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Avg. Rating: 3
Great Actors; Ham-Fisted Plot
Righteous Kill / B0015OKWL2
I really wanted to like Righteous Kill. I love ambiguous morality dramas like The Brave One (Widescreen Edition), and was looking forward to seeing the psychology behind a police vigilante - what motivates him (revenge? justice? protection? disgust? anger?) and whether or not we would agree with his motives, if not his methods. With Pacino and De Niro, I was sure I couldn't be disappointed. In the end, I was both right and wrong. I was disappointed with the movie, but not with the acting. It was the ham-fisted plot that did it for me.
The movie starts out, promisingly enough, with De Niro performing a voice-over, video-taped confession - explaining why he murdered his victims, what motivated him, how he chose them. We flash back to 'the beginning' and are treated to the stereotypical long standing cop-partnership: De Niro is the hot-head and Pacino is the mediator, calming him down and keeping him out of trouble. Pacino cleans up De Niro's messes and holds the deep tenderness and understanding that seems to characterize long marriages and cop partnerships.
As De Niro explodes repeatedly over various incidents ranging from disputed baseball plays and criminals walking free on court technicalities, the savvy movie goer begins to find themselves on the edge of a doubt. As De Niro sweats under the inquiring gaze of the other police officers and seems constantly on the verge of discovery, it hits us between the eyes that De Niro can't be the killer, because he's just too obvious a set-up. The voice-over confession, the constant raging temper, the internal investigation: all these are so blatant, obvious, and ham-fisted that we realize, long before we are supposed to, that the killer must be Pacino because, well, De Niro is just too obvious.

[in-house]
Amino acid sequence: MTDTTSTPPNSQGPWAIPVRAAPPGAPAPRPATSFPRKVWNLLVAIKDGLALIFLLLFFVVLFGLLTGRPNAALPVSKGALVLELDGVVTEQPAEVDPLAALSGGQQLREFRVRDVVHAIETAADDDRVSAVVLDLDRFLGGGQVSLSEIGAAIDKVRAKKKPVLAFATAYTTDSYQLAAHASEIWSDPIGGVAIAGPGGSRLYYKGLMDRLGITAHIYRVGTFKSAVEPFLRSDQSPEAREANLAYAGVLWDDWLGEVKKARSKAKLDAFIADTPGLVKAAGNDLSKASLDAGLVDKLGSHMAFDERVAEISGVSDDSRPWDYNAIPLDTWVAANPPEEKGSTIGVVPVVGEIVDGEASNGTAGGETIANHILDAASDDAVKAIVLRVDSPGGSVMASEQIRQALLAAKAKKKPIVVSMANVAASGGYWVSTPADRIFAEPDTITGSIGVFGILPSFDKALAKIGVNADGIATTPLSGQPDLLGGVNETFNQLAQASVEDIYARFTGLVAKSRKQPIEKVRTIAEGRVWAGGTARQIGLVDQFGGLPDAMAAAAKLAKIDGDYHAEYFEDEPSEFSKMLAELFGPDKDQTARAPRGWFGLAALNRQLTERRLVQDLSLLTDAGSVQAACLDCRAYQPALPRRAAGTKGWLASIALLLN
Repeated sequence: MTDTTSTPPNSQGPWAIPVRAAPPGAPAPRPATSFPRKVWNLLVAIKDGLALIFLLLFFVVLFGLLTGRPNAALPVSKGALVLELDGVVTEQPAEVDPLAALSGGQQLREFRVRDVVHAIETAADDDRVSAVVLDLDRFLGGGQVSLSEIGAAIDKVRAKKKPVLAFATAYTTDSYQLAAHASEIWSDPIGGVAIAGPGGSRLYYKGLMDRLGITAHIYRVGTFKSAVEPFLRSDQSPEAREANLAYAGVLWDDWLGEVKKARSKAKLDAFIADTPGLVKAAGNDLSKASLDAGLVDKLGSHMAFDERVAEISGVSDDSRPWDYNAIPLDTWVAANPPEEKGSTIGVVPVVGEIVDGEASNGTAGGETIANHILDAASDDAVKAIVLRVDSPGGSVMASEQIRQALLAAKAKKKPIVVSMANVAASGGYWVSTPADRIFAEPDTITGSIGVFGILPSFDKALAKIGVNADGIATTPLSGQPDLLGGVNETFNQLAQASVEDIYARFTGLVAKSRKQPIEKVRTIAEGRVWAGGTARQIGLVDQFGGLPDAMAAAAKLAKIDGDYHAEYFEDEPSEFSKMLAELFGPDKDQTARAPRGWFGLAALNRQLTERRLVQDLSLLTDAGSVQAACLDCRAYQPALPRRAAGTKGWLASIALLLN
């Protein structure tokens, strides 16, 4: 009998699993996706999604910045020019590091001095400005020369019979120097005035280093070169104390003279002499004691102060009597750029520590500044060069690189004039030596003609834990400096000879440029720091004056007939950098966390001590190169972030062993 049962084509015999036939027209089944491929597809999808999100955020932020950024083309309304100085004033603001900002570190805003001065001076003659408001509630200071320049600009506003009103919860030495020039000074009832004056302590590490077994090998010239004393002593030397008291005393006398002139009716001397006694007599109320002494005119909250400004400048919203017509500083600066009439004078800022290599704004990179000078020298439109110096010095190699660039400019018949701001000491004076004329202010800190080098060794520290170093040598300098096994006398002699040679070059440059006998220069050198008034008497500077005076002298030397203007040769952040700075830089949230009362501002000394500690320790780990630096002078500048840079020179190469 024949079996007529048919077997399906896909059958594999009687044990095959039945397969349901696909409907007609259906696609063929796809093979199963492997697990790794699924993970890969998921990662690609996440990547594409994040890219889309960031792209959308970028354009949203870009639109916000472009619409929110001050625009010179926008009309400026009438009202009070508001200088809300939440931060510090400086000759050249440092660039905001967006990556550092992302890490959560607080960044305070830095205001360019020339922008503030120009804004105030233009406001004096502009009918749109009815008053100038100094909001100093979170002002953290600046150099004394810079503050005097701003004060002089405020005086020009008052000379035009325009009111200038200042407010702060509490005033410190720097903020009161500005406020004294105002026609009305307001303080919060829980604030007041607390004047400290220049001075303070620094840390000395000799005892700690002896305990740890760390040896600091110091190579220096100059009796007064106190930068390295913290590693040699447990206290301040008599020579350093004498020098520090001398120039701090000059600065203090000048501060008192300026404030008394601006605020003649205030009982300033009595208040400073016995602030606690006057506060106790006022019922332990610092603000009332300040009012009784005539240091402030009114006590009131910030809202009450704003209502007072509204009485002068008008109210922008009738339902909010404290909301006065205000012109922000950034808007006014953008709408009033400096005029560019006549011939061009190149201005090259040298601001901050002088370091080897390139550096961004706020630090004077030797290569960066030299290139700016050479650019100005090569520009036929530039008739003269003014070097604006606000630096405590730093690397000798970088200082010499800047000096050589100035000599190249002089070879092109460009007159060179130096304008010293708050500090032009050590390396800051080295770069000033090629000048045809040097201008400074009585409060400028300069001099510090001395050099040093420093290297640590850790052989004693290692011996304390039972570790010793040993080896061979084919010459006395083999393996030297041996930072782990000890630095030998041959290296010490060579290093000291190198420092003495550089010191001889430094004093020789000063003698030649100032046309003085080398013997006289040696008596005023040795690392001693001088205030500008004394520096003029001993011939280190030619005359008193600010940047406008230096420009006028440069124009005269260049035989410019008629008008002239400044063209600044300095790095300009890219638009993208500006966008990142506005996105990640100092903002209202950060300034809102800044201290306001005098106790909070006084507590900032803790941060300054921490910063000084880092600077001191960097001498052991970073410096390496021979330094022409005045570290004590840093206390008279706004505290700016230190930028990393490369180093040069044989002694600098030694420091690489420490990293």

This is irritating. As an avid movie-watcher, I expect twists, sure, but the twist shouldn't be set-up so obvious that it's being shoved in your face. When the entire movie seems to be one long shout of "De Niro is the killer!! De Niro is the killer!!", then the movie-goer is forced to switch gears from the subtle intricacies of vigilantism and into the teeth-grinding, "Well, who is the REAL killer?" mode. Let's see, it can't be De Niro because he's too obvious. It can't be his girlfriend because she's there to be a sex object and a victim, and not anything so glamorous as The Killer. (Which is a shame, because it would have been an interesting twist, with Pacino thinking that De Niro is the killer and covering for him, only to find that he had misjudged his partner all this time.) Nope, it's got to be Pacino because he's a head-line name and his character is charming and patient, which is an extremely suspicious thing to be in these sorts of movies.
After the viewer is slammed in the fact with the "twist" thirty minutes ahead of schedule, all interest is lost. The movie isn't really about exploring vigilantism, or delving into the psyche of someone who witnesses daily horrors - it's about finding out that Pacino is the real killer. Having already let that slip via the ham-fisted set-up of De Niro, there's nothing much left to do but let it grind down to the end.